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Star Wars: The Last Jedi Review

Star Wars: The Last Jedi Review




It’s been a long 2 years since the release of JJ Abrams’ The Force Awakens hit theaters and reinvigorated the slight tarnish on the Star Wars franchise at the time. Rightly or wrongly (mostly wrongly) the prequels left a bad CGI taste in many fans mouths as they failed to deliver on the massive heights of the original trilogy. Looking back almost twenty years after the Phantom Menace (yes it’s been that long) the thought that any new set of films could top the iconic characters and movie moments of the original 3 films seems nearly impossible. Which was all the more astonishing when The Force Awakens dropped and for the first time in what seemed like a long time ago actually felt like a proper Star Wars film.

Yes it’s tremendous success came largely at the expense of playing its safe with close homages to what fans have always loved about the originals. Swashbuckling action, characters we could emotionally invest in and root for, wonderful special effects and it’s ace in the hole, it was FUN. I loved everything about The Force Awakens when it came out as it hit all the right nostalgic nerves while taking the franchise in a seemingly new direction. When the film was over I genuinely wanted to see what came next for Rey, Finn, Poe, Kylo Ren, The Resistance, the First Order, and of course the long lost now found Luke Skywalker  Who the hell was Snoke? And of course, just who are Rey’s parents?

After The Last Jedi, I’m still waiting to find out.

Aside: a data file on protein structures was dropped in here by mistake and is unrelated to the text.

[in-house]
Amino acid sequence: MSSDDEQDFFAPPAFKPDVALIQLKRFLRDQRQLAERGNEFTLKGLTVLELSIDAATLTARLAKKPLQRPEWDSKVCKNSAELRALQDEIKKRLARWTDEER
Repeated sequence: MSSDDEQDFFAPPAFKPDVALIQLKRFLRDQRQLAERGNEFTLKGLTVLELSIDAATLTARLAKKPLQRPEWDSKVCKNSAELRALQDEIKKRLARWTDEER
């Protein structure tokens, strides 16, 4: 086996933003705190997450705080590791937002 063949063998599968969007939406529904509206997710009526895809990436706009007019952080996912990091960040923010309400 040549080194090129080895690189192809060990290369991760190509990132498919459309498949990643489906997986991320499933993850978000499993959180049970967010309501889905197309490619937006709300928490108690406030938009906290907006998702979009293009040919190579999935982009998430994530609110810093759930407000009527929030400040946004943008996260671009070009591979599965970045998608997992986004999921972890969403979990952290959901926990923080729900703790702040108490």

Don’t get me wrong, I was beyond hyped when the first trailer for The Last Jedi hit the internet last year. The release of a new Star Wars trailer is like a mini Christmas for me as I unpack the trailers to glean every speck of detail and story from each frame as possible. This new film had new A-wings (my favorite ship!), a massive space battle, Rey kung fu Jedi training and an ominous Luke foreshadowing the end of the Jedi order. It looked great and I ready to jump on the hyperspace hype train all over again.

But I didn’t . News started getting out from directer Riam Johnson and even Mark Hamill himself that in order to preserve the story of the Last Jedi it was best to stay from the trailers as much as possible. It hurt, and it was difficult but I headed master Skywalkers words and decided that for this film, I would put myself into exile from the galaxy I loved and walk into the new film totally unspoiled. The first trailer laid subtle hints that something might be off about Luke and if he did turn to the dark side I didn’t want to see it coming. Or Rey, maybe she would go bad this time around. In my mind, anything could happen and I wanted to keep it that way. So with more willpower than I knew I had I sat down to watch The Last Jedi ready to be blown away.